Toggle Commented Sep 18, 2019 on PIOMAS September 2019 at Arctic Sea Ice
Jim scooped me on the news that the JAXA extent has indeed dropped below 4 million--as he says, the 9/16 value stands at 3.99--but perhaps it's worth adding that the corresponding value for 2012, the "champeen", was at the all-time minimum record for JAXA--3.18 million km2. Can 2019 get any closer before the inevitable happens and its minimum is reached? Once again, it won't take long to see.
Toggle Commented Sep 17, 2019 on PIOMAS September 2019 at Arctic Sea Ice
Jim, you wrote: ...once the vast majority of multi-year sea ice has gone the ice in the CAB will still regrow to ~2 meter thickness every winter. I'm guessing you meant in the current, or rather, a near-future context? Because should we be sufficiently foolish, I believe there's some evidence that a perennially ice-free Arctic is possible. For instance: In a further warmed climate, however, we find that a critical threshold associated with the sudden loss of the remaining wintertime-only sea ice cover may be likely.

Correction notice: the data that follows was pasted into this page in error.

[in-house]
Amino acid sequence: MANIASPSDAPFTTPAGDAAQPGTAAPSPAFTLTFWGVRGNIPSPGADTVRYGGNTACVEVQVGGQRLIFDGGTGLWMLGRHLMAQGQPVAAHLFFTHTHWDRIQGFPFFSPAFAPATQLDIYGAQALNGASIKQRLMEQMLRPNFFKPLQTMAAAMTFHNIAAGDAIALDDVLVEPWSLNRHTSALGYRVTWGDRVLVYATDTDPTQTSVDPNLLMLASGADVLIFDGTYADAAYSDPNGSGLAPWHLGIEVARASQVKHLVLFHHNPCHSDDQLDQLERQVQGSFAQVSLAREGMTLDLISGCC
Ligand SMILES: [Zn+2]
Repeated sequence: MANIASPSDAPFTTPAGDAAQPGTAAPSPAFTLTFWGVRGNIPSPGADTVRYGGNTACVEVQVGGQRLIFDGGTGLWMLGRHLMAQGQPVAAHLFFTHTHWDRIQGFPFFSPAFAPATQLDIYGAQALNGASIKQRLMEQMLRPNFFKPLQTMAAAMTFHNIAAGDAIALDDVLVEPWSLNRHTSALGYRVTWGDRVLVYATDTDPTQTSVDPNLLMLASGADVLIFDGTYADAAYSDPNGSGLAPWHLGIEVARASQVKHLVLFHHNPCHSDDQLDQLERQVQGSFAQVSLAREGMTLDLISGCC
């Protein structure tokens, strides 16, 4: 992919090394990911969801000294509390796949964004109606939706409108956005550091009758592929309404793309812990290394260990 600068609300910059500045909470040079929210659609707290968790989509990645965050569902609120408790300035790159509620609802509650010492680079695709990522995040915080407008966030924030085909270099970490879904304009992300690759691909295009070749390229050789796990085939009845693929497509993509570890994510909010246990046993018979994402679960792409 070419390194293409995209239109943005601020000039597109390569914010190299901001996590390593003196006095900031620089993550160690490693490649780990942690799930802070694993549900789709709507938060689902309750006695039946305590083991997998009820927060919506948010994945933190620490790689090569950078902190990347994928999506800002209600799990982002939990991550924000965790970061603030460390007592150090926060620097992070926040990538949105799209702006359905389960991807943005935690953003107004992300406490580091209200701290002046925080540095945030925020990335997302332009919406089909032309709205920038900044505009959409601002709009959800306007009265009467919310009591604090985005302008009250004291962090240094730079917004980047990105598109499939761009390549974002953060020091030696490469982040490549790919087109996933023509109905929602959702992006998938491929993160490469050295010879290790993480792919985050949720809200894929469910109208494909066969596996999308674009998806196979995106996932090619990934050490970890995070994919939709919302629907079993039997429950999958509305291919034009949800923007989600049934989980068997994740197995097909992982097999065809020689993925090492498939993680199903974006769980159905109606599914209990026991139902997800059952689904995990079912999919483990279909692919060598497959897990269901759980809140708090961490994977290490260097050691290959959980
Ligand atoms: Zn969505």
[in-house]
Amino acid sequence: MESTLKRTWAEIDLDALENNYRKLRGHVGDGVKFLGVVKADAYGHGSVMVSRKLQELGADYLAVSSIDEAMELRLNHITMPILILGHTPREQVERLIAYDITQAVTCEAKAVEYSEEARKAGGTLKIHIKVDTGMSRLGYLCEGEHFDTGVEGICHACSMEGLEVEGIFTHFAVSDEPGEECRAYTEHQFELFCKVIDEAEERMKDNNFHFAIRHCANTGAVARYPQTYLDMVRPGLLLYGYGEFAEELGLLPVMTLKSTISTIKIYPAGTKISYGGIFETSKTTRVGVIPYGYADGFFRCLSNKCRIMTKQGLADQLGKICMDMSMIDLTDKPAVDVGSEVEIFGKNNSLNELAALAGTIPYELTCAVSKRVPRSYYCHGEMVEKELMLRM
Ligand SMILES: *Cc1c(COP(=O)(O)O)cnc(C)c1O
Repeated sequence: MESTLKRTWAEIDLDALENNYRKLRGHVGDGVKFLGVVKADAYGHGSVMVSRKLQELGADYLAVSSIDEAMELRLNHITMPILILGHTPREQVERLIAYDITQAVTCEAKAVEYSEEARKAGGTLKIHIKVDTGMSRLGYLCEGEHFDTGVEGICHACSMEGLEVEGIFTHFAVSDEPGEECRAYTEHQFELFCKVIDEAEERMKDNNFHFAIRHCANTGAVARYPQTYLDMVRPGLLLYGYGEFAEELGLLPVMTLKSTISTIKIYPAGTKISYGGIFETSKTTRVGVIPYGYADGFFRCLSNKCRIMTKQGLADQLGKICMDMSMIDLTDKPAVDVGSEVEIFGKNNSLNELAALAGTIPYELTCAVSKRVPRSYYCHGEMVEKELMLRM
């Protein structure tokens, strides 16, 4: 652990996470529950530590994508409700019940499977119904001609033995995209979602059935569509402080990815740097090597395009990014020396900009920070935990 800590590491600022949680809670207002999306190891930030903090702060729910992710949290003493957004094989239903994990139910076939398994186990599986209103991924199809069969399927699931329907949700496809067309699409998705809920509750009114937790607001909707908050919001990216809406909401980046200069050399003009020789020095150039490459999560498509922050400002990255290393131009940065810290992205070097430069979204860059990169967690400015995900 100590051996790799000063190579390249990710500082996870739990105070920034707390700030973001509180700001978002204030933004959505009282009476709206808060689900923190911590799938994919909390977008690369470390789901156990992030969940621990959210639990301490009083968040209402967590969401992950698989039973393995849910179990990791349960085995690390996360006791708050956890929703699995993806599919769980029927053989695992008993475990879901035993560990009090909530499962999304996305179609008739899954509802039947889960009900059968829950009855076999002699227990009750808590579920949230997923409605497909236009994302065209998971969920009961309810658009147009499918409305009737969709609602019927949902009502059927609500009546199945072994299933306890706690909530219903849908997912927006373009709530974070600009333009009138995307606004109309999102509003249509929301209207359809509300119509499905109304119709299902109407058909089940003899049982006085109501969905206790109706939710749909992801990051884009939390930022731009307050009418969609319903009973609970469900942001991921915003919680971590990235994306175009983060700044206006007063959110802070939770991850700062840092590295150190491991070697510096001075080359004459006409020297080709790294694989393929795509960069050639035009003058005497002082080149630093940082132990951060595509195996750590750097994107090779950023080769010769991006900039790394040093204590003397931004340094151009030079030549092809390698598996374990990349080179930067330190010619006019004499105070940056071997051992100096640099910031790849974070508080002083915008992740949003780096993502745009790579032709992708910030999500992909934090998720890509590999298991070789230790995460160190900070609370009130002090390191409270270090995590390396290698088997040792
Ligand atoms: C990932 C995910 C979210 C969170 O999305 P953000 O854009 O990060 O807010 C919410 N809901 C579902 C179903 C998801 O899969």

Toggle Commented Sep 17, 2019 on PIOMAS September 2019 at Arctic Sea Ice
And, on a different but related topic, let's not forget that this Friday marks the start of a week of climate action. That's been getting the bulk of my attention for a couple of weeks now, and I commend it to yours, too. There are actions happening all over the world, starting this Friday, September 20, and continuing until the 27th. If you are in the US, then you can find an action near you here: If you aren't in the US, well, there's still probably something near you, and Google is your friend!
Toggle Commented Sep 16, 2019 on PIOMAS September 2019 at Arctic Sea Ice
Thanks for another excellent summary, late or not!
Toggle Commented Sep 16, 2019 on PIOMAS September 2019 at Arctic Sea Ice
NB--Wegener had 2019 below 4 million km2 on the 13th already:
Toggle Commented Sep 16, 2019 on PIOMAS August 2019 at Arctic Sea Ice